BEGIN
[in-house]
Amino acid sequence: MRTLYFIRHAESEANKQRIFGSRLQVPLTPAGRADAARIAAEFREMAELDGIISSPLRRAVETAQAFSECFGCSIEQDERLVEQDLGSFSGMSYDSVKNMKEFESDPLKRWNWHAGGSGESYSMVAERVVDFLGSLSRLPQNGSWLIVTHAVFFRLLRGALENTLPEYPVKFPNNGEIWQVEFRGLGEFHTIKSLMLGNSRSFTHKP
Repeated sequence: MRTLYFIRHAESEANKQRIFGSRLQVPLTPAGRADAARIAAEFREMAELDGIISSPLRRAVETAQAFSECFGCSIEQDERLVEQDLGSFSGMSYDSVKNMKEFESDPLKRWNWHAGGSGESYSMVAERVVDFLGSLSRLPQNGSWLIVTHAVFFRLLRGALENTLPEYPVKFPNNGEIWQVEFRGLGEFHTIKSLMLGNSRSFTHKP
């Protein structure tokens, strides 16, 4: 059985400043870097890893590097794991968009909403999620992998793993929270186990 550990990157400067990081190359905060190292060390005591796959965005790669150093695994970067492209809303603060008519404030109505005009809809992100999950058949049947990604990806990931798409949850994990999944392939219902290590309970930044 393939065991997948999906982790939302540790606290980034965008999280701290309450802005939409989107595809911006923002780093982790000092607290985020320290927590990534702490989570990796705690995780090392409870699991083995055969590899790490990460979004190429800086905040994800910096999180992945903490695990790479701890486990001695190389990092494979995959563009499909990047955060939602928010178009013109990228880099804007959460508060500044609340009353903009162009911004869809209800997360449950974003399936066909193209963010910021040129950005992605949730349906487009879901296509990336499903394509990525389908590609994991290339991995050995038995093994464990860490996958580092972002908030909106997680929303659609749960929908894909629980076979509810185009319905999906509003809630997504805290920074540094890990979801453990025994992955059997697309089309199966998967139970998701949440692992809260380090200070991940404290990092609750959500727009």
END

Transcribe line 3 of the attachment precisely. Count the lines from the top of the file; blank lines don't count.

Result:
Repeated sequence: MRTLYFIRHAESEANKQRIFGSRLQVPLTPAGRADAARIAAEFREMAELDGIISSPLRRAVETAQAFSECFGCSIEQDERLVEQDLGSFSGMSYDSVKNMKEFESDPLKRWNWHAGGSGESYSMVAERVVDFLGSLSRLPQNGSWLIVTHAVFFRLLRGALENTLPEYPVKFPNNGEIWQVEFRGLGEFHTIKSLMLGNSRSFTHKP